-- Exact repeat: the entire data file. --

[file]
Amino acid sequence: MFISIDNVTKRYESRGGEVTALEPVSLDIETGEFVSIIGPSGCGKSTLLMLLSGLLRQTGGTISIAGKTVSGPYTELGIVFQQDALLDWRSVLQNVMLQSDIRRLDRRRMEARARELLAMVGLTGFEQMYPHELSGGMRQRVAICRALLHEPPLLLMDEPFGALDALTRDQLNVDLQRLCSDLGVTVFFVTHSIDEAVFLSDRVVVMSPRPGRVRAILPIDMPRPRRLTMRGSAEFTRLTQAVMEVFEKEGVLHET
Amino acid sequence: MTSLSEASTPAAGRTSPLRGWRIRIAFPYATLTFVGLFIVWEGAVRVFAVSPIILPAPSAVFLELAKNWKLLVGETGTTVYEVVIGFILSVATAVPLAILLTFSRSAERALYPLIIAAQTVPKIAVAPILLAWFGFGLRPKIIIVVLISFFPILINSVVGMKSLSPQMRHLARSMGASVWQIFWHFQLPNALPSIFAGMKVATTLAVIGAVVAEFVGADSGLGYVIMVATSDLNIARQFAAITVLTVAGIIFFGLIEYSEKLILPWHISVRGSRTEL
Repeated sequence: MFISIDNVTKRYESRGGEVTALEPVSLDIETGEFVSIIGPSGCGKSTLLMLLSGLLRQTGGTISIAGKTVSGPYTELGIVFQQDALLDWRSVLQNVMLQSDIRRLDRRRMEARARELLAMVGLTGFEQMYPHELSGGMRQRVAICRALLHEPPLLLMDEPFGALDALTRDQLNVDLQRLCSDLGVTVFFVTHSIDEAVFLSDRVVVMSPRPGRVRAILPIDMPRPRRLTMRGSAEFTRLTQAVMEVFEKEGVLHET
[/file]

Amino acid sequence: MFISIDNVTKRYESRGGEVTALEPVSLDIETGEFVSIIGPSGCGKSTLLMLLSGLLRQTGGTISIAGKTVSGPYTELGIVFQQDALLDWRSVLQNVMLQSDIRRLDRRRMEARARELLAMVGLTGFEQMYPHELSGGMRQRVAICRALLHEPPLLLMDEPFGALDALTRDQLNVDLQRLCSDLGVTVFFVTHSIDEAVFLSDRVVVMSPRPGRVRAILPIDMPRPRRLTMRGSAEFTRLTQAVMEVFEKEGVLHET
Amino acid sequence: MTSLSEASTPAAGRTSPLRGWRIRIAFPYATLTFVGLFIVWEGAVRVFAVSPIILPAPSAVFLELAKNWKLLVGETGTTVYEVVIGFILSVATAVPLAILLTFSRSAERALYPLIIAAQTVPKIAVAPILLAWFGFGLRPKIIIVVLISFFPILINSVVGMKSLSPQMRHLARSMGASVWQIFWHFQLPNALPSIFAGMKVATTLAVIGAVVAEFVGADSGLGYVIMVATSDLNIARQFAAITVLTVAGIIFFGLIEYSEKLILPWHISVRGSRTEL
Repeated sequence: MFISIDNVTKRYESRGGEVTALEPVSLDIETGEFVSIIGPSGCGKSTLLMLLSGLLRQTGGTISIAGKTVSGPYTELGIVFQQDALLDWRSVLQNVMLQSDIRRLDRRRMEARARELLAMVGLTGFEQMYPHELSGGMRQRVAICRALLHEPPLLLMDEPFGALDALTRDQLNVDLQRLCSDLGVTVFFVTHSIDEAVFLSDRVVVMSPRPGRVRAILPIDMPRPRRLTMRGSAEFTRLTQAVMEVFEKEGVLHET